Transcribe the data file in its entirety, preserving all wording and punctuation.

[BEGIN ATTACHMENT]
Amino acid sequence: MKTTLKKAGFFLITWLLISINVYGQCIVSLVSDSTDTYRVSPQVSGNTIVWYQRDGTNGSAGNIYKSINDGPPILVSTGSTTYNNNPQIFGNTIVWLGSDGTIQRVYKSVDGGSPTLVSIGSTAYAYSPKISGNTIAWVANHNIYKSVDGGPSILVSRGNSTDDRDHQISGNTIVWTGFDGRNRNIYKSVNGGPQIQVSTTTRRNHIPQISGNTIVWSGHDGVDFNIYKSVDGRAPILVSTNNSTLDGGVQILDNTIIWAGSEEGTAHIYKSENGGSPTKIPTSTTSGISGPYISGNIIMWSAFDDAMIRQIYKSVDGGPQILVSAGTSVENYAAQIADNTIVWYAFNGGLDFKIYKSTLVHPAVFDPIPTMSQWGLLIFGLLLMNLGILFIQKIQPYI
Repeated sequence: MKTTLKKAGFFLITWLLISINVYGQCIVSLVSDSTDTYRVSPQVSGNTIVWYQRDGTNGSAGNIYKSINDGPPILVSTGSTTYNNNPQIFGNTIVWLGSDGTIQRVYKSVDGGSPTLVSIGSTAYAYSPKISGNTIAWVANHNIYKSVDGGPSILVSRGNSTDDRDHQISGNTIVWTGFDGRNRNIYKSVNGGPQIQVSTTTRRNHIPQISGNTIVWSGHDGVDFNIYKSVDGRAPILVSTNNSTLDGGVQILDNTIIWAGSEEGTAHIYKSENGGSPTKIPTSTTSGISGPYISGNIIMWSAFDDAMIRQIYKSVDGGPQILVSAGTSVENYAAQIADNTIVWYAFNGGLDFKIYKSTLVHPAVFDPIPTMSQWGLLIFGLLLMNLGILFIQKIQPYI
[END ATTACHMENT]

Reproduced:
Amino acid sequence: MKTTLKKAGFFLITWLLISINVYGQCIVSLVSDSTDTYRVSPQVSGNTIVWYQRDGTNGSAGNIYKSINDGPPILVSTGSTTYNNNPQIFGNTIVWLGSDGTIQRVYKSVDGGSPTLVSIGSTAYAYSPKISGNTIAWVANHNIYKSVDGGPSILVSRGNSTDDRDHQISGNTIVWTGFDGRNRNIYKSVNGGPQIQVSTTTRRNHIPQISGNTIVWSGHDGVDFNIYKSVDGRAPILVSTNNSTLDGGVQILDNTIIWAGSEEGTAHIYKSENGGSPTKIPTSTTSGISGPYISGNIIMWSAFDDAMIRQIYKSVDGGPQILVSAGTSVENYAAQIADNTIVWYAFNGGLDFKIYKSTLVHPAVFDPIPTMSQWGLLIFGLLLMNLGILFIQKIQPYI
Repeated sequence: MKTTLKKAGFFLITWLLISINVYGQCIVSLVSDSTDTYRVSPQVSGNTIVWYQRDGTNGSAGNIYKSINDGPPILVSTGSTTYNNNPQIFGNTIVWLGSDGTIQRVYKSVDGGSPTLVSIGSTAYAYSPKISGNTIAWVANHNIYKSVDGGPSILVSRGNSTDDRDHQISGNTIVWTGFDGRNRNIYKSVNGGPQIQVSTTTRRNHIPQISGNTIVWSGHDGVDFNIYKSVDGRAPILVSTNNSTLDGGVQILDNTIIWAGSEEGTAHIYKSENGGSPTKIPTSTTSGISGPYISGNIIMWSAFDDAMIRQIYKSVDGGPQILVSAGTSVENYAAQIADNTIVWYAFNGGLDFKIYKSTLVHPAVFDPIPTMSQWGLLIFGLLLMNLGILFIQKIQPYI